Defensively….. sheeeeeeeeeesh. Um…. I’ll say junior Montrell Custis, a corner Ole Miss gladly accepted when Alabama wasn’t willing to offer the Alabama native. He had three PBUs in a row in a big defensive stop against Texas Tech, and I could see him making a few nice plays Saturday as well. When it comes down to it though, the only hope, and I use that term loosely, Ole Miss has is flukey turnovers and a wild game offensively.
Brent: What’s the general feeling around the Ole Miss program right now? Are fans optimistic for the season and Matt Luke’s tenure, or a little more down? What kind of record do you expect to have at the end of the season?
JUCO: The general feeling, unfortunately, is one of relative indifference. This game isn’t even sold out, which would have been stunning to hear three years ago. That being said, bowl ineligibility, a lack of defensive talent, and the frustrating turn of events that led to Matt Luke’s hiring have turned a lot of Ole Miss fans’ interest away from Oxford.
I don’t think any fans are optimistic relative to how they ever were under Hugh Freeze, though some are still predicting eight wins. I don’t really understand how the Rebels get there, but I guess maybe there’s some issue around seeing all our warts and none of the ones belonging to teams we’ll play.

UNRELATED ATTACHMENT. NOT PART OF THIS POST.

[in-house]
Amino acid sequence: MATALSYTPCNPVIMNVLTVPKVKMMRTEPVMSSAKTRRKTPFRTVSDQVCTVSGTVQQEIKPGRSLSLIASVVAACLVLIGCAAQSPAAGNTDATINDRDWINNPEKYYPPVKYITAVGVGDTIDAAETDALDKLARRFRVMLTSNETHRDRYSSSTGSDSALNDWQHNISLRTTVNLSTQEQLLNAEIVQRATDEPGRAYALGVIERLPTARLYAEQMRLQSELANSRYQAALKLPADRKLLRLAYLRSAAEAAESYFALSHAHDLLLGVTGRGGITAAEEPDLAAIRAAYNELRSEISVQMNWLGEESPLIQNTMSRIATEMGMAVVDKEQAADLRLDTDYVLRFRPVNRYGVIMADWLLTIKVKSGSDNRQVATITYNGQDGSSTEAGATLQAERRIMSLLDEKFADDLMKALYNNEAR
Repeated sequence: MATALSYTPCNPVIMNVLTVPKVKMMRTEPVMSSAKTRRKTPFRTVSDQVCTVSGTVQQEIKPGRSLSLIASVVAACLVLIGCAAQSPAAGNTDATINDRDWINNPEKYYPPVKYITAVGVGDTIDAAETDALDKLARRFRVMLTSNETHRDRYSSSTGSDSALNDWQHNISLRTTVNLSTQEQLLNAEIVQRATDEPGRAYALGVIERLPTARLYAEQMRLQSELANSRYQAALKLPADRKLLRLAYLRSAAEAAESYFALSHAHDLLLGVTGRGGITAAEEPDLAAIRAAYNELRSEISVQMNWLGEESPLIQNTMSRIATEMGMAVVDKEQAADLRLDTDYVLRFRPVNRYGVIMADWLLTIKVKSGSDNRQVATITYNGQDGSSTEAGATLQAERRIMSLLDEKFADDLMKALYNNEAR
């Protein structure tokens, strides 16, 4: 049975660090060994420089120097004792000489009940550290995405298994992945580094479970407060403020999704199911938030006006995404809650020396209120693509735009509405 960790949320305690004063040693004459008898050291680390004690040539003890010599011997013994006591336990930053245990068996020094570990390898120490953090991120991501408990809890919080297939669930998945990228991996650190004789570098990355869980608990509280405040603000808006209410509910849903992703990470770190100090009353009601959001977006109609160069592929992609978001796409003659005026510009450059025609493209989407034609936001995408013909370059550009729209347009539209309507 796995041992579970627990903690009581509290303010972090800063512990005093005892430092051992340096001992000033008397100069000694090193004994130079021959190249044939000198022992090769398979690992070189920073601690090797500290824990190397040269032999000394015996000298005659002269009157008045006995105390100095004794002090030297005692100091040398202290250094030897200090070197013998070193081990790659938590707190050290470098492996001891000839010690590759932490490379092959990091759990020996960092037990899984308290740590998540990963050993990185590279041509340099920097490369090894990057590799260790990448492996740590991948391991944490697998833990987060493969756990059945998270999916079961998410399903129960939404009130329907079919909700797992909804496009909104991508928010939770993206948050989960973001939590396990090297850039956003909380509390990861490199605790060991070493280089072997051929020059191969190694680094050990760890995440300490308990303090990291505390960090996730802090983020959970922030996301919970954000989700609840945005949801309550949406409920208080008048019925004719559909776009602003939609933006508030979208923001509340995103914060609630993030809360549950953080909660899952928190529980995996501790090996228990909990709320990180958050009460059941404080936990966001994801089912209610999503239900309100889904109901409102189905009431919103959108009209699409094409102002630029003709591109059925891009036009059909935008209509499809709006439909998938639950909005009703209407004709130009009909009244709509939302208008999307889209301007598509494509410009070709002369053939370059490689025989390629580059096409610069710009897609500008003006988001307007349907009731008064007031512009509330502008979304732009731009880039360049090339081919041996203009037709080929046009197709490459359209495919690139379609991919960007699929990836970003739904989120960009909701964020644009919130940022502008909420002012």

I’m guessing 6-6, though I don’t think anything more than four wins is guaranteed. You won’t find many people who are more down on the Matt Luke hire than I was (and maybe still am) though.
Brent: Based on your knowledge of Alabama, what specific positional or schematic matchup do you think Ole Miss has the best chance to exploit?
JUCO: To win any games this season, Ole Miss has to rely on Jordan Ta’amu and the Rebel wide receivers dominating their matchups. Luckily, that’s possible against most teams on the schedule. Whether the rest of the team comes together for a complete game though is a different story.
Still, with AJ Brown (who played decoy in last year’s bloodbath after suffering a knee injury against Cal), Damarkus Lodge, and DK Metcalf coupled with a quarterback who doesn’t freak out against good defenses, I think there’s a chance to make noise on that side of the ball. As you may be recognizing at this point though, I don’t have much hope for the other side of things.
Brent: And the fun one: what’s your final score prediction, and how do you think the game will flow?
JUCO: Bama by 24. I can’t fathom the defense stopping your running OR passing game. With the talent you have on defense, I don’t see any way the offense keeps pace. I’m obviously hoping for a better showing than last year’s 66-3 debacle and do think the Rebels might keep it close enough to be interesting in the first half. Eventually though, they’re going to have to start getting stops on defense, and I don’t think that will happen.